As we mark the 13th anniversary of the Sept. 11 attacks on the World Trade Center and Pentagon, it is remarkable how much has changed in the world and, yet, how much remains the same.
While there has not been a subsequent terrorist attack in the U.S., extremist Muslim factions are as deadly as ever and their murderous reach is spreading. Perhaps this is the greatest tragedy of America’s post 9/11 invasion of Iraq. Because it was based on false claims and lasted much longer than Americans were led to believe it would, we are now weary (and wary) of international intervention at precisely the time the need for it is fully evident — and justified.
Further, the U.S. invasion has bred a new generation of radicals, who are well armed, thanks in part to weapons left behind by U.S. forces and taken from a weak Iraqi police and military.
Today, lawmakers face the same questions that vexed them in the wake of 9/11. What is the role of the U.S. in the world? Is it to spread democracy, as was the mantra of the Bush administration? Is it to halt the growing reach of the Islamic State, or ISIS? To protect innocent civilians from murderous thugs and regimes? Or is it unrealistic to expect a single nation to confront these global problems?
Are any of these goals achievable? At what cost, both in terms of money and human lives? Are Americans willing to bear these costs? As we’ve seen with the long U.S. involvement in Iraq and Afghanistan, even extended on-the-ground operations often end without success, and at great cost to the U.S. — especially military families.
These are the important questions being asked by Maine’s congressional delegation. They are questions President Obama must answer, in his speech to the nation Wednesday night and in his dealings with Congress on this issue. So far, the president has been vague and noncommittal about his plans. Stern condemnations are meaningless to men who behead journalists and pose afterward for videos. However, the president can’t and shouldn’t proceed headlong into a military engagement without congressional consent. To earn that support, he must have a clear and achievable strategy.
“It is time to act, but the question is: What is the action?” Sen. Angus King, a member of the Senate Intelligence and Armed Services committees, said Wednesday on CNN.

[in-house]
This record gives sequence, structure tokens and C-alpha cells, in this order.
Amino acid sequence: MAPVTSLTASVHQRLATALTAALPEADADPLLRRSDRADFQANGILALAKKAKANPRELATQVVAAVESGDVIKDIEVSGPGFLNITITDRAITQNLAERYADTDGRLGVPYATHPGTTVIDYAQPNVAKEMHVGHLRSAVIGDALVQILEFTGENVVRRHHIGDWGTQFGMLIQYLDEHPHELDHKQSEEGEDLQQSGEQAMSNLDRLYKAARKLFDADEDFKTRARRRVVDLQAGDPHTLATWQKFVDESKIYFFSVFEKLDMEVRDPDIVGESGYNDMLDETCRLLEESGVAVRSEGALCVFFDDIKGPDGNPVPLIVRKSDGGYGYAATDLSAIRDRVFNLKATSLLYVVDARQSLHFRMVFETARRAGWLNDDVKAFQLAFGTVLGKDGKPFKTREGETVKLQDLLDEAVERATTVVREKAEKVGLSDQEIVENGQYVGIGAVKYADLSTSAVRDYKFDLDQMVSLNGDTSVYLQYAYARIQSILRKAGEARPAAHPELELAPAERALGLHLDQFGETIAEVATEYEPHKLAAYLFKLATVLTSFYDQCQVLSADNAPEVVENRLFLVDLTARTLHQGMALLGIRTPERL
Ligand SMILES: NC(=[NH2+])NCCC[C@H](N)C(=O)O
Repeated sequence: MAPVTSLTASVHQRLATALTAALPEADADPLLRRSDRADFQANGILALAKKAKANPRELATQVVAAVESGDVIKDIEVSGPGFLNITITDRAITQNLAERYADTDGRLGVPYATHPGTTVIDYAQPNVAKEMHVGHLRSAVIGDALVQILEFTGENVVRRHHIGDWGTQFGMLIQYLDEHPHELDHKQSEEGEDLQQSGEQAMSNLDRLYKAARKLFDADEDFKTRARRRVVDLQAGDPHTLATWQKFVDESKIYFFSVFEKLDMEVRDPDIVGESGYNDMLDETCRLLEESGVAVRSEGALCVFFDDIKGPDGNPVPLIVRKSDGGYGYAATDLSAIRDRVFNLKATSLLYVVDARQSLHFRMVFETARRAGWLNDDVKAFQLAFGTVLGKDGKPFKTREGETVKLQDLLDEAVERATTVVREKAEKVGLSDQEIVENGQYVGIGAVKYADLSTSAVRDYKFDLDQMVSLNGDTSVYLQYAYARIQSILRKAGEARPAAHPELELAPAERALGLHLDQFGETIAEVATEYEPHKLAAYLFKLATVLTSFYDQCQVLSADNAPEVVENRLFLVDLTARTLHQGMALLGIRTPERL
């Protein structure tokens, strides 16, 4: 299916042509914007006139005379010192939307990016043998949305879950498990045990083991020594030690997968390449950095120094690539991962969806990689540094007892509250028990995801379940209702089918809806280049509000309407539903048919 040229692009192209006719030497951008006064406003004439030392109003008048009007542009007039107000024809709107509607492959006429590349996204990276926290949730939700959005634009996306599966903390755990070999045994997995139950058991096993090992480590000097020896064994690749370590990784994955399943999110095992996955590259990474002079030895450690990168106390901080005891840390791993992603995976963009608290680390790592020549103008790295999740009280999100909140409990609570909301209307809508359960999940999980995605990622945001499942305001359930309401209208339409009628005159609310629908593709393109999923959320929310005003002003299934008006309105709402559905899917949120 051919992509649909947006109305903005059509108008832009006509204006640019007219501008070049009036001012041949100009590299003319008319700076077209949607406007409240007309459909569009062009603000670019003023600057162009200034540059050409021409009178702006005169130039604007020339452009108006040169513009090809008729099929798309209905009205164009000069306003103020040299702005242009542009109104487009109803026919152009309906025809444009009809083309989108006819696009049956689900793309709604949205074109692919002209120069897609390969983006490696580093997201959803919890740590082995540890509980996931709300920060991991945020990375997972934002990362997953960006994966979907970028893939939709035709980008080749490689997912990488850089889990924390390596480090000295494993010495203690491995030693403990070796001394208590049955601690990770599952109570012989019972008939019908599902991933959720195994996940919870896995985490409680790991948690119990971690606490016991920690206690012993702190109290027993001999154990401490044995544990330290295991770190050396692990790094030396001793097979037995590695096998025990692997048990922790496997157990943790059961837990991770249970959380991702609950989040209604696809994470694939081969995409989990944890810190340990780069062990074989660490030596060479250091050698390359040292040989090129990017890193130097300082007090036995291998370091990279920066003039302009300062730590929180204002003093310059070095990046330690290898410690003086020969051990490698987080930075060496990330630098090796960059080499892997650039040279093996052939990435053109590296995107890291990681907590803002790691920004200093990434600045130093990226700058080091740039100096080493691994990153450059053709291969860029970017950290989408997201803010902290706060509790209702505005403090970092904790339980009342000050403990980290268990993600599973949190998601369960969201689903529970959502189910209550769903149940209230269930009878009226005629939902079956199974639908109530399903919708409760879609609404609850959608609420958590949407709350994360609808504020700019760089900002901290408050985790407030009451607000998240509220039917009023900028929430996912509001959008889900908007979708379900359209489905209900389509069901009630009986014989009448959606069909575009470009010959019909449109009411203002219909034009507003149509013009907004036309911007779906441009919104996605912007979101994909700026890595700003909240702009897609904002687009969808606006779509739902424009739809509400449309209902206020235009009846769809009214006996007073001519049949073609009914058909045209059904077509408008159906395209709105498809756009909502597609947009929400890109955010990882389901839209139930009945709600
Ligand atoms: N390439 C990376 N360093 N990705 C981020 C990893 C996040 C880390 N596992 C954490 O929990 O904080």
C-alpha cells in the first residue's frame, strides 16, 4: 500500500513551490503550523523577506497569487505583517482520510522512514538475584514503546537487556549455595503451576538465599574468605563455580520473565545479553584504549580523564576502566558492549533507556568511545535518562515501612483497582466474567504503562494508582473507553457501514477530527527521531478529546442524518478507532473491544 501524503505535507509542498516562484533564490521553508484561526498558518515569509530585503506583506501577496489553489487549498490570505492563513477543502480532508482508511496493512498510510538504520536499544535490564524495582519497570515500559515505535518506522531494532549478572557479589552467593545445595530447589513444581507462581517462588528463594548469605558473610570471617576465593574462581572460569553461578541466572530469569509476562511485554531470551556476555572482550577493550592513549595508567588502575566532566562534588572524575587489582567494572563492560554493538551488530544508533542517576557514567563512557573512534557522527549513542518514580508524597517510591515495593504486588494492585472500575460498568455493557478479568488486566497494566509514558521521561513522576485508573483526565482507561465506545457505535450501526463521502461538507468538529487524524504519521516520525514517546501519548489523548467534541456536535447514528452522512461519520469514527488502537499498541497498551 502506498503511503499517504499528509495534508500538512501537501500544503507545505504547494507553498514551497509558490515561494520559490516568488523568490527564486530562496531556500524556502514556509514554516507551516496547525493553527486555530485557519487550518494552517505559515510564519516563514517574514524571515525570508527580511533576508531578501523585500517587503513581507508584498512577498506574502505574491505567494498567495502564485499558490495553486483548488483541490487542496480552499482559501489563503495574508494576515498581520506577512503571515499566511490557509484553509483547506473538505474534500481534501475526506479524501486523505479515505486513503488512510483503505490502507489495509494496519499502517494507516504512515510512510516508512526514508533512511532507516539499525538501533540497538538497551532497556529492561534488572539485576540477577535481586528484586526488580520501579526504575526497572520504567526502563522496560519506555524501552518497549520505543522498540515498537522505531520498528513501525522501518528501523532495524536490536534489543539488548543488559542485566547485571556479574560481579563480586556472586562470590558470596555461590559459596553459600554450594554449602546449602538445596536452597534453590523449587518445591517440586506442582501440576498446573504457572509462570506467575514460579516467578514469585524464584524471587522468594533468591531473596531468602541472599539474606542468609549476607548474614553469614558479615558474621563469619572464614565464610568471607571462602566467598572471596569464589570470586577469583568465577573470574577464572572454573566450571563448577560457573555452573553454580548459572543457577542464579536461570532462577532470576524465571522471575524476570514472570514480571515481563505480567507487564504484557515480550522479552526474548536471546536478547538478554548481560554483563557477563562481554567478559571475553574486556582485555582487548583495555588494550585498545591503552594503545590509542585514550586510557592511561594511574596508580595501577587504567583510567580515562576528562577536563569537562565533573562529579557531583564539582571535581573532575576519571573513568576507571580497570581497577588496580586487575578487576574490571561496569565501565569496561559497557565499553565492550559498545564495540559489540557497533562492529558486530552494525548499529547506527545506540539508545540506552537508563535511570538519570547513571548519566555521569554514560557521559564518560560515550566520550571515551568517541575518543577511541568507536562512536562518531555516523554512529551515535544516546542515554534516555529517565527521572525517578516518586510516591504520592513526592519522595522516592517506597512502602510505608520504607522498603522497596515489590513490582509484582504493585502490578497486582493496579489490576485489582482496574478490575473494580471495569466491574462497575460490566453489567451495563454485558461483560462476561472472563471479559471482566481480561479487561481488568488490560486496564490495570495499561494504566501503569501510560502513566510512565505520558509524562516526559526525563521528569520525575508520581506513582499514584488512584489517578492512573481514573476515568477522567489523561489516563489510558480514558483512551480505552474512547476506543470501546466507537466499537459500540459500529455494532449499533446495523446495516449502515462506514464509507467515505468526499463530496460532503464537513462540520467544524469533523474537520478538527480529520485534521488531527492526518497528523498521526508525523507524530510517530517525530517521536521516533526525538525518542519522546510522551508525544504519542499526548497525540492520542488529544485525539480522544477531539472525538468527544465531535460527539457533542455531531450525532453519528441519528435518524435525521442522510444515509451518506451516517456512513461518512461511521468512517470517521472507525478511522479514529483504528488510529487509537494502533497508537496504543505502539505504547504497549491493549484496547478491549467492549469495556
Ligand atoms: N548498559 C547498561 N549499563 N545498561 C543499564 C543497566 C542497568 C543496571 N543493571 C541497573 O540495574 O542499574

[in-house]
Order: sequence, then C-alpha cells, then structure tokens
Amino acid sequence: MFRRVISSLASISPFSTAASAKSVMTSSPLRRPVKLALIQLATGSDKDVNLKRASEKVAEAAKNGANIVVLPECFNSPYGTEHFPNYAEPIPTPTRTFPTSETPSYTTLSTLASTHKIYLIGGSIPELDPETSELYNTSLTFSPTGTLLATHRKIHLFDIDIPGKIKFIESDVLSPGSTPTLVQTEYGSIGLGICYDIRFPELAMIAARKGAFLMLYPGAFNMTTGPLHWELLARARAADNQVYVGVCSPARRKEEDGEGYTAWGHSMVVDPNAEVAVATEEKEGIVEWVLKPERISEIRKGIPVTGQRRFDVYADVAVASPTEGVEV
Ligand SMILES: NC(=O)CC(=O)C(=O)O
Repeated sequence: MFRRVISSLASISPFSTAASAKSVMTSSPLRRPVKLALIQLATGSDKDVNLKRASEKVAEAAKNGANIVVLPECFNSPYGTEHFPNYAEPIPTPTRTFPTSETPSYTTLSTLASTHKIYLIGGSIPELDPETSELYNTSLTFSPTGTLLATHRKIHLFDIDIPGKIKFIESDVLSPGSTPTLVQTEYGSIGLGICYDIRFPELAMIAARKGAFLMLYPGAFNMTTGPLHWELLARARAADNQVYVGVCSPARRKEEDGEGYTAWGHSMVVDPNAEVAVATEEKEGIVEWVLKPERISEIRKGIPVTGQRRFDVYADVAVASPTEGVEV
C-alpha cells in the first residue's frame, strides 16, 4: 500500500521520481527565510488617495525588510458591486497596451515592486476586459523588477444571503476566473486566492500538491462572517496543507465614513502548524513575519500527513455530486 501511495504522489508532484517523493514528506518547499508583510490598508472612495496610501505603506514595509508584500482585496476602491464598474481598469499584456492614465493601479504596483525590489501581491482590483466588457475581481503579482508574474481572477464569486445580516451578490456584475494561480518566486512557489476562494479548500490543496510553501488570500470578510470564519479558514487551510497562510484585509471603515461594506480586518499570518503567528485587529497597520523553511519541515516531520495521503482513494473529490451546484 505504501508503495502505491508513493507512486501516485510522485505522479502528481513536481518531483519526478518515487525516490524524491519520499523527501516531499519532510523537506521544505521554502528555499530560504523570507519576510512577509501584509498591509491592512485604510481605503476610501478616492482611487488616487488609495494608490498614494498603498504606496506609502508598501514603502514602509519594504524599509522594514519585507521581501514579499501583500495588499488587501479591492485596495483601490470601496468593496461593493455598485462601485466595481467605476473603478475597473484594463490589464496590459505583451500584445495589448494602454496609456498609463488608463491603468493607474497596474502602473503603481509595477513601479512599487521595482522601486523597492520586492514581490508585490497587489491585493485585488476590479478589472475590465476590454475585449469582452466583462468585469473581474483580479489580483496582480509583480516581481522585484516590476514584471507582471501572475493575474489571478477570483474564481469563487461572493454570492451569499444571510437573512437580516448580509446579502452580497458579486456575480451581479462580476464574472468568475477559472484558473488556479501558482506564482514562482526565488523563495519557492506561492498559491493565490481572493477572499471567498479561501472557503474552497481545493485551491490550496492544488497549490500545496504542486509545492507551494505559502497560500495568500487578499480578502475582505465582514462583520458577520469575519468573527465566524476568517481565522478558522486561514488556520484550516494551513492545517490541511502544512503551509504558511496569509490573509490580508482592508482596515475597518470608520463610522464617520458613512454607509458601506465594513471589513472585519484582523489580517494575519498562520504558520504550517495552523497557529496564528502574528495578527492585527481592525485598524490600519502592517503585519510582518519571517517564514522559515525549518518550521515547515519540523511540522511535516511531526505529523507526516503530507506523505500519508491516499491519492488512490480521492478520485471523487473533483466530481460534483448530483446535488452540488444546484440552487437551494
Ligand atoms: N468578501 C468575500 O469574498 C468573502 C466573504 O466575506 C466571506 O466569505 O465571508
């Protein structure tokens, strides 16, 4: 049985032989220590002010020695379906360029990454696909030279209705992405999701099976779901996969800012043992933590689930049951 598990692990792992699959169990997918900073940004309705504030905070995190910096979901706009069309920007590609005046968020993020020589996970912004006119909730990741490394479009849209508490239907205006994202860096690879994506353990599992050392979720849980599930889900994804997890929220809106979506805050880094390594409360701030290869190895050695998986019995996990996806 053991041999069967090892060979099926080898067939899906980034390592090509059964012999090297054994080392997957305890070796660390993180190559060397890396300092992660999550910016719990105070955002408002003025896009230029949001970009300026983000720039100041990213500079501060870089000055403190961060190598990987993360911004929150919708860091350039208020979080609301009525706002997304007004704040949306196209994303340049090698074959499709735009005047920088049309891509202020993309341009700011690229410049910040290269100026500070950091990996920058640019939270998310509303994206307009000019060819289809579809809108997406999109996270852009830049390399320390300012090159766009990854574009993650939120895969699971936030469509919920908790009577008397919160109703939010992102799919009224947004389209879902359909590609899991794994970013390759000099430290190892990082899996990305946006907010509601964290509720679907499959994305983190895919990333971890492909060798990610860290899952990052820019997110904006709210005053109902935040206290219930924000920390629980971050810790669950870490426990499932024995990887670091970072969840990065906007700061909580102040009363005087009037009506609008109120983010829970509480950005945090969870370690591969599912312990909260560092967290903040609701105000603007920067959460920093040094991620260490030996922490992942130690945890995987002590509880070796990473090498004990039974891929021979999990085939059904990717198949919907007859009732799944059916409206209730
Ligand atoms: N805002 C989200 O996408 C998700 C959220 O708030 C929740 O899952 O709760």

There are two questions that must drive the U.S. response to ISIS, King said. First, what are our vital national interests with regard to ISIS and its propensity for barbaric violence? Second, what is the mission the U.S. aims to achieve? This will determine the appropriate action, which could be — or might not be — air strikes directed at Iraq and maybe Syria.
As we learned from our previous Middle East engagements, rooting out terrorists can’t be accomplished with just airstrikes. “There will be boots on the ground,” King said. But, whose boots — American or United Nations?
Rep. Mike Michaud shares these concerns, and rightly focuses on the long-term consequences of U.S. military involvement.
“There is no doubt that ISIS presents a threat — not just to America, but to the world. The next step must be for the president to articulate a clear and comprehensive strategy for confronting ISIS and protecting American interests and lives,” Rep. Mike Michaud said Tuesday in a press release.
“We have seen the impacts of open-ended military conflicts both on our service members and on our nation’s psyche,” Michaud, a member of the House Veterans Affairs Committee, added. “I understand acutely the need to think about what committing troops to a military conflict means not just in the present — but in the future, when those brave men and women return home from service.”
ISIS, and similarly minded groups elsewhere, must be confronted. That responsibility must be borne by moderate forces within the Middle East and by other nations. The U.S. likely has a role to play, but it must be clearly defined, appropriately supported and limited in duration.